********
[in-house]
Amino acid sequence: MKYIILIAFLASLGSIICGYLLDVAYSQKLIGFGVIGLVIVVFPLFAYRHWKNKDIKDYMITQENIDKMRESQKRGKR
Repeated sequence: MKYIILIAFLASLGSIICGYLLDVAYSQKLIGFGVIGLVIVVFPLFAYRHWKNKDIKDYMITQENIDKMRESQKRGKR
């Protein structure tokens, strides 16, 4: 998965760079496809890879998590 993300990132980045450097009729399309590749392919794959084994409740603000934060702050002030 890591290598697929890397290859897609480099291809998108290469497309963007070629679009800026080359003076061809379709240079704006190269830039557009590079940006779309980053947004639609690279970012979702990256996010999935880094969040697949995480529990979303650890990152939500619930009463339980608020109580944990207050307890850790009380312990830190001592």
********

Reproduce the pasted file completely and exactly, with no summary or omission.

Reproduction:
[in-house]
Amino acid sequence: MKYIILIAFLASLGSIICGYLLDVAYSQKLIGFGVIGLVIVVFPLFAYRHWKNKDIKDYMITQENIDKMRESQKRGKR
Repeated sequence: MKYIILIAFLASLGSIICGYLLDVAYSQKLIGFGVIGLVIVVFPLFAYRHWKNKDIKDYMITQENIDKMRESQKRGKR
């Protein structure tokens, strides 16, 4: 998965760079496809890879998590 993300990132980045450097009729399309590749392919794959084994409740603000934060702050002030 890591290598697929890397290859897609480099291809998108290469497309963007070629679009800026080359003076061809379709240079704006190269830039557009590079940006779309980053947004639609690279970012979702990256996010999935880094969040697949995480529990979303650890990152939500619930009463339980608020109580944990207050307890850790009380312990830190001592």